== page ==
I will admit, this has been a tough one for me. I have read the studies and the statistics about how when employees feel recognized and appreciated, they feel valued and willing to go above and beyond.
But I didn’t grow up that way. I grew up in a blue-collar household. My parents were the sort to put your head down and grind out each day. Your pay cheque was the reward. When I first started working in the white-collar world, it was very different. There were no buzzers to signal breaks or lunch time or the end of shift. We were trusted to start on time, take your breaks when you needed, leave after you’ve put in a day of work. Once I was used to the new routine, I figured that was it. Do your job, your pay is your reward. Don’t do your job, get fired. It was binary for me but not for everyone else.
When I started managing people for the first time, I didn’t fully get it. Why do you need me to recognize and appreciate you, if I employ you and give you a certain remuneration package and you do the work we agree to? As time went on and I started learning lessons on motivating employees, I learned that appreciation was a top motivator, more so than any compensation. Studies often put appreciation in the top 5 of motivators! I had to unlearn what I thought I knew was “right” and learn a new approach.
I struggled with this over the years, shifting to appreciating when someone did something above-and-beyond or outside of the scope of their work. It took me years to realize that it all matters, everyday. Authentically saying “Thank you” on a regular basis is meaningful and important to people.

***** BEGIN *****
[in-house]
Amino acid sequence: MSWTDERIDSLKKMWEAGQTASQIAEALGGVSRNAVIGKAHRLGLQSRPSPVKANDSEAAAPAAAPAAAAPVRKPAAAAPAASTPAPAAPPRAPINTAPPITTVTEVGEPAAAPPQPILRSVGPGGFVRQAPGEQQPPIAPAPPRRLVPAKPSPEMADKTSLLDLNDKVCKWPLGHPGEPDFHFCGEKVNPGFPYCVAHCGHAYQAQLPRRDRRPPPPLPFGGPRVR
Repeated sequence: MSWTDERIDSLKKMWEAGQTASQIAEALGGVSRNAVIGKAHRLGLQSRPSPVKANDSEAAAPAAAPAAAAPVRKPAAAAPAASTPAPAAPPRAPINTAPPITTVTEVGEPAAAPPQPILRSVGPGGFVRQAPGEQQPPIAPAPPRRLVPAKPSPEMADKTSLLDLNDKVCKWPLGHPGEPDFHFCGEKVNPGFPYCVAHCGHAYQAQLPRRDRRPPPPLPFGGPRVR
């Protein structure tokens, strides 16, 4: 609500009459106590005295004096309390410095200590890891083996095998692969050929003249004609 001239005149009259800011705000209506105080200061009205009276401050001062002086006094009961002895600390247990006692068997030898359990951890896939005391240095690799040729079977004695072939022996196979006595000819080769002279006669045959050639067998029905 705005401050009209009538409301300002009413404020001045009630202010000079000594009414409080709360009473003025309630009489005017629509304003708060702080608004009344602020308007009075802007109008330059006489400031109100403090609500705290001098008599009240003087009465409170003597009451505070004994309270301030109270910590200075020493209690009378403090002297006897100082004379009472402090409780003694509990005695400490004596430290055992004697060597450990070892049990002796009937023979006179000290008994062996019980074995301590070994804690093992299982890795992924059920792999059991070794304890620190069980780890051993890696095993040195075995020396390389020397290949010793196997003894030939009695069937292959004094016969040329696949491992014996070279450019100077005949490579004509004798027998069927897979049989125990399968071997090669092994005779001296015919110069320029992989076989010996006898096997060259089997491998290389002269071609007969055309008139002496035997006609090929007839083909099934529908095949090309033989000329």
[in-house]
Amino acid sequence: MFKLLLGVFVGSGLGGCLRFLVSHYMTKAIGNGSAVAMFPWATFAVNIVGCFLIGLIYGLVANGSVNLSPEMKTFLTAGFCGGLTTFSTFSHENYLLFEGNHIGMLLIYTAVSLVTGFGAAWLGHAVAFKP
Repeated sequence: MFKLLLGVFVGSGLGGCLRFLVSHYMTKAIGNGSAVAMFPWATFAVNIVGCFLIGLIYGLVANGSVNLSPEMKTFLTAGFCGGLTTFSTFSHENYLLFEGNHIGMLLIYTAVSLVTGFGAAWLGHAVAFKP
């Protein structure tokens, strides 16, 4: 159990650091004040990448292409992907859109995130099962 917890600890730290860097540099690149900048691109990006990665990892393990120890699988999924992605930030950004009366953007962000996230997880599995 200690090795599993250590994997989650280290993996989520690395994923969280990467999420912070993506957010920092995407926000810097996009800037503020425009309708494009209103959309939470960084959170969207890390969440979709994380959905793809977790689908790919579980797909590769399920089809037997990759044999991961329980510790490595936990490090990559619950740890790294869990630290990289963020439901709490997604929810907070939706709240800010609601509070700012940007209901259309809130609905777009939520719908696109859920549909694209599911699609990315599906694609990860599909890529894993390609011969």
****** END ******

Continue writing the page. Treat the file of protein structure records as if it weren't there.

Here are the things that took me years to figure out (and by the way am still learning):
☑️ Observe – pay hyper-attention for when things go right. We have hawk-eyes when it comes to finding the things that go wrong because usually there is a consequence. Notice when things are not going wrong and appreciate your people for keeping things going smoothly.
☑️ Say Thank-you – be specific about what you are thanking them for and within a short time after the situation occurred. Keep it simple.
☑️Learn about your employee’s preferences – some employees prefer public recognition and others prefer it privately.
☑️Change it up – Hand-written notes, voice-notes, emails, phone call, in person. I’m not sure that anything beats a handwritten note though. I still have thank-you cards and notes I’ve received over the years that I refer to when I am not feeling my best, and they always perk me up. It is the gift that has kept on giving.
☑️Just try it – put yourself out there. An employee will appreciate the effort. And, if you’re worried that it will come off clunky and weird, try a bit of transparency and vulnerability with your employees. Let them know that you are working on your appreciating and recognizing skills, so you’re going to try some things and would appreciate some feedback from them on if it is landing with them.
The best part of all this, it doesn’t cost you a cent. So many leaders seem to struggle with this one. Keep trying and keep learning. It is a sure road to higher levels of employee engagement.